The Chinese telecommunications company aggressively pitches the suitability of its 5G portfolio for European markets.
As European governments consider the level of Huawei’s involvement in their 5G infrastructure, the Chinese telecommunications company has made it clear that Europe needs Huawei’s 5G products.
During a press conference in London, the message from executive director Ryan Ding was unequivocal: Huawei knows what European network operators want, and is ready to cater for their needs.
“In Europe, a lot of operators have limited site locations and resources,” said Ding. “We are the only vendor that provides a solution to this. We welcome competition, but at the moment we can lay down our products on the table and ask: ‘When will our competitors do the same?'”
The executive took to the stage to unveil a range of new 5G infrastructure products, all of which could meet challenges that are specific to the European region. The lack of space for antenna installation? Huawei is launching a version of its Blade AAU antenna that can support 2G, 3G, 4G and 5G, and essentially work under all sub-6GHz frequency bands.
To make sure that 5G base stations can be “built quickly and directly in Europe”, the company is releasing a new super-light pole, which weighs about 25kg compared to the industry standard of 40kg, and only takes two engineers and a couple of hours to install.
But the biggest challenge yet, Ding said, is Europe’s fragmented radio frequency spectrum. European countries allocate slices of spectrum to network providers through auctions, and spectrum is especially segmented in Europe thanks to the large number of co-existing national operators.
In response, Huawei has launched an antenna with larger bandwidth, capable of supporting the coverage of several suppliers at the same time. Where on average network operators work with 200MHz of spectrum, the new antenna can support 400MHz — twice as much as its predecessor.
Huawei said that its new product is “one generation ahead” of the rest of the industry, and will come in handy in fragmented spectrum markets such as the UK, Spain and Italy. According to Ding, a 400MHz service was, in fact, a specific requirement put forward by European operators.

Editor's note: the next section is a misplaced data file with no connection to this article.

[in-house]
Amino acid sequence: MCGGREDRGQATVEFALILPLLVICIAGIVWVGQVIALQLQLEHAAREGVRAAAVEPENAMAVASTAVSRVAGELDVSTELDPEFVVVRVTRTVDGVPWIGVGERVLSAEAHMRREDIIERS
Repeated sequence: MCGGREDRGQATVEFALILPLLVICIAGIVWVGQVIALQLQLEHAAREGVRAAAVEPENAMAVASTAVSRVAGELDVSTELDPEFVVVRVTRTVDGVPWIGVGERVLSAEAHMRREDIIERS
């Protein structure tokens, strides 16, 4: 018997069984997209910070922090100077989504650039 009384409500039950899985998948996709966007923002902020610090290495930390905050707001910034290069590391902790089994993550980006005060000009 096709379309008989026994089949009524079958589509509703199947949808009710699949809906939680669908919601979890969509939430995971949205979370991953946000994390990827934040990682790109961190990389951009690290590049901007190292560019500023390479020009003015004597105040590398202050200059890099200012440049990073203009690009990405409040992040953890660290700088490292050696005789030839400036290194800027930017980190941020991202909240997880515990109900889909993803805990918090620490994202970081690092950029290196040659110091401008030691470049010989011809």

“We have tried to understand the requirements of customers,” Ding said, “and providing a carrier aggregation for 400MHz is a very viable solution, especially in Europe, where in most countries the spectrum is very segmented.”
The cherry on the cake came in the form of a $20 million investment into a “5G partner innovation program” to be launched in the UK, to fund and accelerate the adoption of new 5G applications.
Given Huawei’s recent troubles with the US, it’s easy to see why it’s keen to woo European countries. Last year, the Trump administration added Huawei to its Entity List, effectively banning American companies from dealing with the Chinese company.
The US government argues that the use of Huawei equipment in sensitive networks could leave the country at risk of being spied on by the Chinese state. Although Huawei has denied the claims, the Trump administration has been advocating a total ban on the use of Huawei’s 5G equipment.
As yet, there’s no Europe-wide consensus on the matter. After much deliberation, the UK recently allowed Huawei to provide some equipment for the country’s 5G networks, albeit under certain restrictions. While Ding was selling the benefits of Huawei’s 5G portfolio in London, in fact, the UK’s Department for Digital (DCMS) announced a £30 million ($38.7 million) investment for an open competition to develop new uses of 5G in rural areas, and it looks like Huawei won’t be allowed to participate.
“None of the winning projects, or future projects from 5G Create, will use equipment from high-risk vendors,” said DCMS. And Huawei indeed is one of the high-risk vendors identified by the UK’s National Cyber Security Centre.
France is still sitting on the fence, although in November it was reported that ministers would allow the Chinese company a role in the country’s 5G deployment. Meanwhile, Germany’s ruling CDU party has been pushing for tougher rules on foreign vendors.
Ding said that Huawei was committed to providing secure products, and that, with each European country working on their own local policies, the company is “continuously communicating with national governments on security”.
However, Huawei wants to stress that it’s confident for the future. The company said that it now has 91 commercial 5G contracts, with over half of them (47) based in Europe. In comparison, Its main competitor, Ericsson, has secured about 50 commercial contracts globally.
“Last year, we were saying that we are 18 months ahead of our competitors,” said Ding. “And 12 months later, I can say with certainty that Huawei still has that leadership.”
Others beg to differ. This week, the US State Department’s deputy assistant secretary for information policy Robert Strayer reportedly said that it was “necessary to demystify” the idea that Huawei is more advanced on 5G. Strayer argued that Ericsson, Nokia and Samsung are “on par” with the Chinese telecommunications provider.
And at a press event organised by Ericsson last week in London, the company’s senior vice president Stella Medlicott was adamant that Huawei has no technical leadership in 5G: “There is a need for myth-busting. We are not 18 months behind on the tech,” she said.
The fight between 5G providers is on, with Europe a key battleground for Huawei.